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Wednesday's Upbeat News

An eclectic selection of positive news nuggets to perk up the day.

Restorer working on of the ‘Mays’ of Notre Dame
Restoration of the ‘Mays’ of Notre Dame

When Notre Dame went up in flames in 2019, it was hard to believe anything within its walls would be salvaged. But four years later a unique collection of 17th century religious paintings is to go back on display. The 13 'Mays' - part of a series of 76 large oil works painted by the best artists in France between 1630 and 1707 - had hung in the cathedral’s dimly lit side chapels, and after loving restoration by experts from Mobilier National, the cultural body charged with conserving France’s historical objects, they are ready to be shown to the public again. “We were lucky to get them out quite quickly with just a little water damage and dust,” said Emmanuel Pénicaut, director of Mobilier National collections. “It was rather miraculous.” The treasures of Notre Dame will be on display at the Mobilier National from today until 21 July.

EU Abortion Rights

The EU parliament has approved a proposal to include access to abortion in its Charter of Fundamental Rights, with 336 votes in favour and 163 against. While the resolution is a significant first step, it requires the green light from all 27 member states in order to take effect.

Emerson, an elephant seal
Emerson, bottom right | Credit: DFO/MPO
Boomerang Seal

From city parks to busy roads, Emerson the 500lb elephant seal has a habit of lumping himself in places he shouldn’t. So for his safety, conservation officials in Victoria, Canada last week relocated him to a remote beach 125 miles away from the city. But who should reappear, just seven days later? Though Emerson had become something of a local celebrity, officials have asked that this time he be left in peace as he undergoes a month-long period of shedding his fur that can be “highly taxing”. After that? He’ll probably be bundled in a van once again in hopes he will settle somewhere more safe.

NY Sues Meat Company

New York is suing JBS, the world's largest meat company, for misleading customers on its climate commitments. The company’s lack of concrete emission reduction steps and misleading claims make it a fraud case with high chances of success. It’s part of a wave of lawsuits against big businesses for greenwashing sustainability claims.

"A Stretch of The Legs"

That's how athlete Russ Cook, aka 'Hardest Geezer', described running the London Marathon on Sunday, two weeks after he completed a 352-day run across the length of Africa (the equivalent of 385 marathons).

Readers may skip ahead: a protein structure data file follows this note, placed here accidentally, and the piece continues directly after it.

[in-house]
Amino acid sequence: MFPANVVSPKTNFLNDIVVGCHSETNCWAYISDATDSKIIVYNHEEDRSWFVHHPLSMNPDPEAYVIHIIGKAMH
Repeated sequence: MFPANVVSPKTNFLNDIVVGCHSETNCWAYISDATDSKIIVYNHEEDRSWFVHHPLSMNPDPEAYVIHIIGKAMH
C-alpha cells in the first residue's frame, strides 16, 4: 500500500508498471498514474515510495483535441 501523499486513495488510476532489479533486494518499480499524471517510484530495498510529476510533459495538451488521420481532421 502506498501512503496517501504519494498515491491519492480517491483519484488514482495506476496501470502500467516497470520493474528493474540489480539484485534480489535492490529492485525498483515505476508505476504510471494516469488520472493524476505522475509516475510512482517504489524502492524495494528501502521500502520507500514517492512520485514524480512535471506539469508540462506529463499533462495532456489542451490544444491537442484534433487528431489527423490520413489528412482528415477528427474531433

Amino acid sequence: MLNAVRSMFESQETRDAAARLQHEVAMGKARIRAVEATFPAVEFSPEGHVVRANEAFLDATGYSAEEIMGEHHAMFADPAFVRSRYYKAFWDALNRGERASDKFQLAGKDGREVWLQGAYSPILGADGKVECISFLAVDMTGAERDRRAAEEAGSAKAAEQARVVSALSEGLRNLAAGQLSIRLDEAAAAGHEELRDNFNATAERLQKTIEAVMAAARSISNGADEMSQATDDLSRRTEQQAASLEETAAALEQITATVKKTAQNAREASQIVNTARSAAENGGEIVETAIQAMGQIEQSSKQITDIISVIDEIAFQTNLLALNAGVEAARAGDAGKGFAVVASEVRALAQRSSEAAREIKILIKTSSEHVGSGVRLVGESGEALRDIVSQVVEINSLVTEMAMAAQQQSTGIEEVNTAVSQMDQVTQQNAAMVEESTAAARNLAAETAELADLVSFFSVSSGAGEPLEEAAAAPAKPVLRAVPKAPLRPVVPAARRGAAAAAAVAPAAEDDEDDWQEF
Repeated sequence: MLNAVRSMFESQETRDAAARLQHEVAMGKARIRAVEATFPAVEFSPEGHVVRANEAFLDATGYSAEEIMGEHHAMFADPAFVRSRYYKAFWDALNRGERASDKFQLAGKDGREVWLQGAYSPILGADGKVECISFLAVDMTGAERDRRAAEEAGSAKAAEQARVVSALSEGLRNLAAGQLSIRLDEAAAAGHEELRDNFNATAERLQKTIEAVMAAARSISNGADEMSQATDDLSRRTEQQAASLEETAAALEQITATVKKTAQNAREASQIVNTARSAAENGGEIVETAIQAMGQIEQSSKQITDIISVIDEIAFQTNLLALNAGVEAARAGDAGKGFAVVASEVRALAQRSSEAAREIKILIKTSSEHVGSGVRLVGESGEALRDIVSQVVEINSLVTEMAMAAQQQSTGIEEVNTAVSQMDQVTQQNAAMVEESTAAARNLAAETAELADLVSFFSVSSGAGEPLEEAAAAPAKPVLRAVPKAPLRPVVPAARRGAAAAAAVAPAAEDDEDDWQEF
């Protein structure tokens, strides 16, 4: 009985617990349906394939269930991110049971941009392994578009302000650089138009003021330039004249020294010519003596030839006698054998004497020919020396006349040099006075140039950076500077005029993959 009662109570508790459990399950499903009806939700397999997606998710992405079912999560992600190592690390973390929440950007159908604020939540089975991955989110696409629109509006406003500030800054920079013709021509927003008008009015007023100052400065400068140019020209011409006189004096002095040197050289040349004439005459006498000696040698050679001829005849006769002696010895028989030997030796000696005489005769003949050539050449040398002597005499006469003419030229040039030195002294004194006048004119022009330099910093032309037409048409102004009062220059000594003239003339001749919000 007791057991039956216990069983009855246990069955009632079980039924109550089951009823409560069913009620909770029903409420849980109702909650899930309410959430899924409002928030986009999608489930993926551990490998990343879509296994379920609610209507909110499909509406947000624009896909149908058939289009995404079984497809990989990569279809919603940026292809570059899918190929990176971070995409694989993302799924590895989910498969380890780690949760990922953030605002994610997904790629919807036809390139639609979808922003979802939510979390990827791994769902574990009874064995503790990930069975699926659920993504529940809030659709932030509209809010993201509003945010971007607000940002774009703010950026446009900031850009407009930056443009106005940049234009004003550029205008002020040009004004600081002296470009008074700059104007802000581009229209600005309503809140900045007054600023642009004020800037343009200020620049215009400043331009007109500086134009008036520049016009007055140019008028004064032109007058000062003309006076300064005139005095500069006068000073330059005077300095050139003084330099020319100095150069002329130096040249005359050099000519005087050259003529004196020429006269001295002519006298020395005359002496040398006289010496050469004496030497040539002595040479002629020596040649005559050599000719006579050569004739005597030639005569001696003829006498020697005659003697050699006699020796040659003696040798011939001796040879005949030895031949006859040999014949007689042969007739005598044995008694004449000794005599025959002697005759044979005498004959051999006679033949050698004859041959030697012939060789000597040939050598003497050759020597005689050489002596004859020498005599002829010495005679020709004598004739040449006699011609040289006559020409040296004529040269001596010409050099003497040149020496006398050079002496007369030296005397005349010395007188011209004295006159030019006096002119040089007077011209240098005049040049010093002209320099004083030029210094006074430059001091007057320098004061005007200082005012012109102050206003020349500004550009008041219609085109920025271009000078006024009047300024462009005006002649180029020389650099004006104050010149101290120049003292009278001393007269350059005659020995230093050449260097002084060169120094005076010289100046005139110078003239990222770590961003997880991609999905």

Lighting Up Rwanda

Over the past 15 years, Rwanda has significantly increased its electricity access from 6 percent in 2009 to 75 percent as of March 2024. It’s one of the fastest expansions in the world and is thanks in part to investment in renewables and off-grid solutions like solar home systems, says World Bank. The country has also connected 100 percent of healthcare centres and 84 percent of schools and small businesses.

Tui bird
A New Zealand Tui
Metropolitan Birds

In many cities around the world, the sounds of nature have drastically quietened. But in Wellington, New Zealand’s capital, decades of conservation efforts has meant that residents are hearing birdsong from native birds who are transforming the city’s morning chorus. A Wellington regional council report shows that since 2011, the average number of native bird species in the city’s parks and reserves had risen by an impressive 41 percent. “We’re in the middle of a big city and there are these amazing birds,” Sue Hope, a volunteer, says. “It makes you appreciate you are not the only thing here.”

Dam Fine Progress

It’s been another fine year for dismantling river barriers in Europe, with almost 500 removed in 15 countries across the continent. The latest figures come from Dam Removal Europe, reporting that 487 dams, culverts, sluices and weirs were ripped down in 2023 - up nearly 50 percent on the previous year. France led the way with 156 barriers removed. The UK came in fifth with 36. Overall, the initiatives reconnected 4,300km (2,672 miles) of waterways, and improved safety as well as habitats.


"Innovation is saying 'no' to 1,000 things. You have to pick carefully." Steve Jobs

On This Day

The Library of Congress

24 April 1800: The Library of Congress was officially founded as U.S. President John Adams approved the $5,000 appropriated to acquire “such books as may be necessary for the use of congress”; it eventually became the largest library in the world.


Mood Booster

Specsavers launched discounts on glasses for pensioners with this hilarious TV commercial in 2009.


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